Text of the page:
Guest Work

How does poor air quality from bushfire smoke affect our health?

Guest Author Nov 14, 2019

Brian Oliver, University of Technology Sydney New South Wales and Queensland are in the grip of a devastating bushfire emergency, which has tragically resulted in the loss of homes and lives. But the smoke produced can affect many more people not immediately impacted by the fires – even people many kilometres from the fire. The smoke haze blanketing parts of … Read More

Holy bin chickens: ancient Egyptians tamed wild ibis for sacrifice

Guest Author Nov 14, 2019

Sally Wasef, Griffith University and David Lambert, Griffith University These days, not many Aussies consider the ibis a particularly admirable creature. But these birds, now colloquially referred to as “bin chickens” due to their notorious scavenging antics, have a grandiose and important place in history – ancient Egyptian history, to be precise. Using DNA from ibis mummies buried around … Read More

Why municipal waste-to-energy incineration is not the answer to NZ’s plastic waste crisis

Guest Author Nov 14, 2019

Trisia Farrelly, Massey University New Zealand is ranked the third-most-wasteful country in the OECD. New Zealanders produce five times the global daily average of waste per person – and they are getting more wasteful, producing 35% more than a decade ago. These statistics are likely to get worse following China’s 2018 ban on imports of certain … Read More

Climate change will fuel bush fires

Guest Author Nov 12, 2019

Grant Pearce The effects of the current Australian bushfires in New South Wales and Queensland (and also again in California) are devastating and far-reaching. To date, the fires have resulted in several lives being lost and many homes and properties destroyed. Here in New Zealand, the impacts have been only minor, with New Zealand firefighters gearing up for possible deployment … Read More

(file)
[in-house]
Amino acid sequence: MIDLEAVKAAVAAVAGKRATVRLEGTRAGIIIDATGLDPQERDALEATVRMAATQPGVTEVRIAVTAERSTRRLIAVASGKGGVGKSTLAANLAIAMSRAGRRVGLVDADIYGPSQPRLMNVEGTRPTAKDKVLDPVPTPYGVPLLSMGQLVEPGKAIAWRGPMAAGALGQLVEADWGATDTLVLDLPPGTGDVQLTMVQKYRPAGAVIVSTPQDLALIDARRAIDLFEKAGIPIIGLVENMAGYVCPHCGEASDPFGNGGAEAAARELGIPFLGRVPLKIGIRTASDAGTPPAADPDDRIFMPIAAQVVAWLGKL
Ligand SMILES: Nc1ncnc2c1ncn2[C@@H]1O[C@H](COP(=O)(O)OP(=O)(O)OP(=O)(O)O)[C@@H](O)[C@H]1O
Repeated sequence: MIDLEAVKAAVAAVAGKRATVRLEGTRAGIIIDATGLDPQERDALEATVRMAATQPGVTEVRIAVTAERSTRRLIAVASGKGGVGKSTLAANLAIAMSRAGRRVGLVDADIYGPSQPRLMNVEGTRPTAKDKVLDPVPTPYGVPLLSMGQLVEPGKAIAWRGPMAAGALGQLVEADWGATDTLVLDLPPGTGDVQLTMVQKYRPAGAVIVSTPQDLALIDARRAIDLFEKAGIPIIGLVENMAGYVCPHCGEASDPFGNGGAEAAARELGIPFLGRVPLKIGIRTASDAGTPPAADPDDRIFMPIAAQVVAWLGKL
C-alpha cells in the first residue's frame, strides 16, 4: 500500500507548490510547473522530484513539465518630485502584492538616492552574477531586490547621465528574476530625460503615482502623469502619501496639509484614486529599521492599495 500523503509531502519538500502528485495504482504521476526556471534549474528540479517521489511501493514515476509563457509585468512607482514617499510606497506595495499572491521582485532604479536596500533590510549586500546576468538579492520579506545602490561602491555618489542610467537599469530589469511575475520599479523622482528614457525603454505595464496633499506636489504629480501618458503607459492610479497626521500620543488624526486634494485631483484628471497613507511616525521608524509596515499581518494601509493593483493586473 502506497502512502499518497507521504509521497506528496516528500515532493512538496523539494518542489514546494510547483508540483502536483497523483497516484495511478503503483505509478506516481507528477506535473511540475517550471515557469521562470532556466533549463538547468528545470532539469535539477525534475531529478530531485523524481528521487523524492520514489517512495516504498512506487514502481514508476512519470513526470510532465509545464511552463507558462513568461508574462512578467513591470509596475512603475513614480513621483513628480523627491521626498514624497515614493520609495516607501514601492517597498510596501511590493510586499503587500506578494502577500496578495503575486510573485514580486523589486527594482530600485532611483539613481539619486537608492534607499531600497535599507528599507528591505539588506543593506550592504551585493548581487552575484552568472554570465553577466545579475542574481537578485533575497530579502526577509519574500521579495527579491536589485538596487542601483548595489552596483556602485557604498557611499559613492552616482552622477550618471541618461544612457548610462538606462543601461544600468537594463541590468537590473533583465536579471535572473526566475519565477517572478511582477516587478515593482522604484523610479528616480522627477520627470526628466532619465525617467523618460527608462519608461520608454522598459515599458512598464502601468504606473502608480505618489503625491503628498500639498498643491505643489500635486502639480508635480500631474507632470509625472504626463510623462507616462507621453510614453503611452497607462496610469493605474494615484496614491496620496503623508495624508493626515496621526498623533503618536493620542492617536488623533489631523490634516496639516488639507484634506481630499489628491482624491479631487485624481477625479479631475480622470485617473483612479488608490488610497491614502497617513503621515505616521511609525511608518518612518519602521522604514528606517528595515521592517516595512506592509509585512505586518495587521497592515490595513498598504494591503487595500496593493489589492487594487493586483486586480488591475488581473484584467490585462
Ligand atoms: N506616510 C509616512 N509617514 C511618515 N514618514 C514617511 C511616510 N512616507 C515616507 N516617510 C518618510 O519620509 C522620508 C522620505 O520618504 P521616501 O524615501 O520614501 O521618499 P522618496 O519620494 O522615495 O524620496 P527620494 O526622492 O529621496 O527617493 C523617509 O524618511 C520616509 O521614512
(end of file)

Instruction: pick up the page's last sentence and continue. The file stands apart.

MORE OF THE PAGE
The freshwater mussel housing crisis: eviction by invasive weeds?

Guest Author Nov 05, 2019

Tom Moore Traditionally a food source and cutting tool, freshwater mussels/kākahi are now widely valued as water filters that help clean our waterbodies and maintain ecosystem health throughout Aotearoa. The improvement they provide in water quality can make it easier for other animals to live in streams and rivers, as well as making the water safer for recreational activities and … Read More

A small New Zealand songbird that hides food for later use provides insights into cognitive evolution

Guest Author Nov 01, 2019

Rachael Shaw, Victoria University of Wellington When we think about animals storing food, the image that usually comes to mind is a squirrel busily hiding nuts for the winter. We don’t usually think of a small songbird taking down an enormous invertebrate, tearing it into pieces and hiding these titbits in the branches of trees to snack on later in … Read More

Science prizes are still a boys’ club. Here’s how we can change that

Guest Author Oct 22, 2019

Justine Shaw, The University of Queensland and Vanessa Wong, Monash University This year, five of the seven Prime Minister’s Prizes for Science were awarded to women. While this is a welcome development, the great majority of awards and prizes for science, technology, engineering and mathematics (STEM) in Australia still go to men. Our research has identified some of the key … Read More

Is this study legit? 5 questions to ask when reading news stories of medical research

Guest Author Oct 11, 2019

Hassan Vally, La Trobe University Who doesn’t want to know if drinking that second or third cup of coffee a day will improve your memory, or if sleeping too much increases your risk of a heart attack? We’re invested in staying healthy and many of us are interested in reading about new research findings to help us make sense of … Read More

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Discovery of prehistoric baby bottles shows infants were fed cow’s milk 5,000 years ago

Guest Author Sep 26, 2019

Julie Dunne, University of Bristol How did people look after their children in the Stone Age? It turns out that prehistoric parents may not have been so different to modern mums and dads. Clay vessels that have been found in Germany could have been used to supplement breast milk and wean children more than 5,000 years ago. They became … Read More